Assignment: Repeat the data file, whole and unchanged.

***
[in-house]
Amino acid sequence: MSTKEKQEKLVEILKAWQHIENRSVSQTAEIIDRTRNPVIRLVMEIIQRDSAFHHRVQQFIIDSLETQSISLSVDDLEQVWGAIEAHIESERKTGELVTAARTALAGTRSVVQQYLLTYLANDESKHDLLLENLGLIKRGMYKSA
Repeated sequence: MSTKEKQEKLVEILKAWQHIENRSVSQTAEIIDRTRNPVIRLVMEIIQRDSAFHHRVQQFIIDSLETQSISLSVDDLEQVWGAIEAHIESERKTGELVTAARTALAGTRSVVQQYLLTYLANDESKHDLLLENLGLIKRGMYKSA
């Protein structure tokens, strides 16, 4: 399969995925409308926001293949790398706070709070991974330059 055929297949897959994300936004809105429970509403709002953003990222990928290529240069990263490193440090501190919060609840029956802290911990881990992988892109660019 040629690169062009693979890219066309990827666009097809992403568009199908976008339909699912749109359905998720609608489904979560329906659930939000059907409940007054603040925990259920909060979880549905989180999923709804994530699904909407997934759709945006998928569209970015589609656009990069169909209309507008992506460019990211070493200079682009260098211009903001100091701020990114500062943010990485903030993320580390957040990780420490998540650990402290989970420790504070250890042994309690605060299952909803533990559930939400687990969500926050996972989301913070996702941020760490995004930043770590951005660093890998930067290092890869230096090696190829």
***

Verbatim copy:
[in-house]
Amino acid sequence: MSTKEKQEKLVEILKAWQHIENRSVSQTAEIIDRTRNPVIRLVMEIIQRDSAFHHRVQQFIIDSLETQSISLSVDDLEQVWGAIEAHIESERKTGELVTAARTALAGTRSVVQQYLLTYLANDESKHDLLLENLGLIKRGMYKSA
Repeated sequence: MSTKEKQEKLVEILKAWQHIENRSVSQTAEIIDRTRNPVIRLVMEIIQRDSAFHHRVQQFIIDSLETQSISLSVDDLEQVWGAIEAHIESERKTGELVTAARTALAGTRSVVQQYLLTYLANDESKHDLLLENLGLIKRGMYKSA
């Protein structure tokens, strides 16, 4: 399969995925409308926001293949790398706070709070991974330059 055929297949897959994300936004809105429970509403709002953003990222990928290529240069990263490193440090501190919060609840029956802290911990881990992988892109660019 040629690169062009693979890219066309990827666009097809992403568009199908976008339909699912749109359905998720609608489904979560329906659930939000059907409940007054603040925990259920909060979880549905989180999923709804994530699904909407997934759709945006998928569209970015589609656009990069169909209309507008992506460019990211070493200079682009260098211009903001100091701020990114500062943010990485903030993320580390957040990780420490998540650990402290989970420790504070250890042994309690605060299952909803533990559930939400687990969500926050996972989301913070996702941020760490995004930043770590951005660093890998930067290092890869230096090696190829």